What is a business development company?

Often, small startup companies are incubated by a business development company.

A business development company, also known as a BDC, works to foster or incubate small businesses or businesses that are just starting out. A BDC is similar to a venture capital (VC) fund, but while a VC fund is private, a business development company is publicly traded. In other words, business development companies typically sell stocks on public indices such as the S&P, AMEX and NASDAQ.

Some large business development companies coordinate investments for several private companies.

Business development companies generally must adhere to the standards and regulations set by their country’s government. In the United States (USA), for example, a business development company must adhere to the regulations established by the Investment Company Act of 1940. These rules state that such a company may invest only in private entities, as opposed to publicly traded businesses. In addition, they must file quarterly and annual reports with the US Securities and Exchange Commission. Rules for specific regions and countries can usually be found through an internet search.

Some large business development companies coordinate investments for several private companies. Other companies have in-house departments that provide venture capital funds. VC funding and business development company funding serve to incubate small businesses and investments. The objective is to fuel new ventures into productive businesses and then reap a long-term return by profiting from equity shares. Companies that work to provide these types of business incubators often take on multiple roles; some can assist in building a business plan, setting a budget, creating production schedules, or any other practical task. Other companies or funds may be created to provide capital only, or they may offer basic advice and certain important business services.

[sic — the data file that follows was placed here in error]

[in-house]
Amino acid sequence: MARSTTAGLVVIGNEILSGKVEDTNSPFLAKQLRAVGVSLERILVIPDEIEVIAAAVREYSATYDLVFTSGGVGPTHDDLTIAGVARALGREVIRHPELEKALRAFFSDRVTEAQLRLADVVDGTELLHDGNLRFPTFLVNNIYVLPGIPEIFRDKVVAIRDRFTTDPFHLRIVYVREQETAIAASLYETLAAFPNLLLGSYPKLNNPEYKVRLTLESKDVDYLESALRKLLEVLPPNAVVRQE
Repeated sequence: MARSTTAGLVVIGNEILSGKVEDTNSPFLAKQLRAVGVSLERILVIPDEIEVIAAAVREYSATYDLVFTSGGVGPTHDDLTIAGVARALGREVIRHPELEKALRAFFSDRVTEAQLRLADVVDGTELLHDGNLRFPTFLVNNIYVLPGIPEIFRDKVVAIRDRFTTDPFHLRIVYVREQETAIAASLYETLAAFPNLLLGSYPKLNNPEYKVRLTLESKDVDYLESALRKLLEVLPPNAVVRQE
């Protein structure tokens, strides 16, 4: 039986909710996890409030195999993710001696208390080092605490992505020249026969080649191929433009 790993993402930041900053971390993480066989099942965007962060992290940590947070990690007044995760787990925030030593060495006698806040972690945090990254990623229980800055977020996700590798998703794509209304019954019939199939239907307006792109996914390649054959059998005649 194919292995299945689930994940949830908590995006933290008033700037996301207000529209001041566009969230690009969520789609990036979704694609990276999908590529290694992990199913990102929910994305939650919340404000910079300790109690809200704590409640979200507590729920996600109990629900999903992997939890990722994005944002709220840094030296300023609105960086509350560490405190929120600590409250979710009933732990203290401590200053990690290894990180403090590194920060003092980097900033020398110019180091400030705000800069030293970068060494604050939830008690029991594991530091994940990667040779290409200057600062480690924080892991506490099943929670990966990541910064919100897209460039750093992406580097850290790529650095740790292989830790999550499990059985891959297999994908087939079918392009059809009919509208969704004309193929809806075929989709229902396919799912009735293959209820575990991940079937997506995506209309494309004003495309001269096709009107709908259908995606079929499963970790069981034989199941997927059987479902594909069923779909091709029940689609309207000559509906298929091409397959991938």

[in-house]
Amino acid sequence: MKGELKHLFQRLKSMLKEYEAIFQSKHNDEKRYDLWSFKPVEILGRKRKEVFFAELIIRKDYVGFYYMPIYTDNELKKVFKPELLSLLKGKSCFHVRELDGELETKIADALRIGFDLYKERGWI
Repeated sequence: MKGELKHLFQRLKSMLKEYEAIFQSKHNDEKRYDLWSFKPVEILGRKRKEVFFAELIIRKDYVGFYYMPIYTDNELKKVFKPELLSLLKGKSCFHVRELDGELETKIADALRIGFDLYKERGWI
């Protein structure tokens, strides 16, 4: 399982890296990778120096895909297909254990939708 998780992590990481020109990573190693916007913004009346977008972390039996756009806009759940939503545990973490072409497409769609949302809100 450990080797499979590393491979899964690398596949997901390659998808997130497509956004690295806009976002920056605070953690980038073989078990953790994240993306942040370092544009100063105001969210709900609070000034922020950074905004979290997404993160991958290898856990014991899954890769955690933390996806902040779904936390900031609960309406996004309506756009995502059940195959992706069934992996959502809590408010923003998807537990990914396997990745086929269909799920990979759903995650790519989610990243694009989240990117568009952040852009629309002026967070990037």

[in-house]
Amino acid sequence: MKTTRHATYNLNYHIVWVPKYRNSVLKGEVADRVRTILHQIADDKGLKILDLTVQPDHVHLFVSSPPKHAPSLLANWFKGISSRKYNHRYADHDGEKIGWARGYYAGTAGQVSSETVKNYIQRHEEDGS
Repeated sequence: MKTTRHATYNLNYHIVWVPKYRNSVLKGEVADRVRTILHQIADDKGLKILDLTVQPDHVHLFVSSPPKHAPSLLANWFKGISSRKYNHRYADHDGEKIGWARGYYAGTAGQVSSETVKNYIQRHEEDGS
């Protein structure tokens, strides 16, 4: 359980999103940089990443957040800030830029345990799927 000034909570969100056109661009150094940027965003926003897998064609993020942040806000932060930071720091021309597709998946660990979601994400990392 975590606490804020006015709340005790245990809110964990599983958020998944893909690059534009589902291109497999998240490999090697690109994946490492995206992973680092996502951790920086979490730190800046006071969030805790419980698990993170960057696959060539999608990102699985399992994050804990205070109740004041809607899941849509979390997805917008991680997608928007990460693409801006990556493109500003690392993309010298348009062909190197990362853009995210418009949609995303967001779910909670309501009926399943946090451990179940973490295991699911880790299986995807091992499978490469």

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To qualify as a business development company, an entity typically must meet standards for diversifying its holdings and, in the United States, must collect at least 90% of gross taxable income from the sale of bonds or stock. A business development company may also employ something called mezzanine financing, which involves raising money for a company that is working but not yet open; this type of financing can also apply to business expansions that are in the planning stages but not yet operational. Some critics of business development corporations likened them to Ponzi schemes. Advocates of business development companies claim that funds democratize the investment world by allowing individuals to share in the wealth generated by the incubation process.

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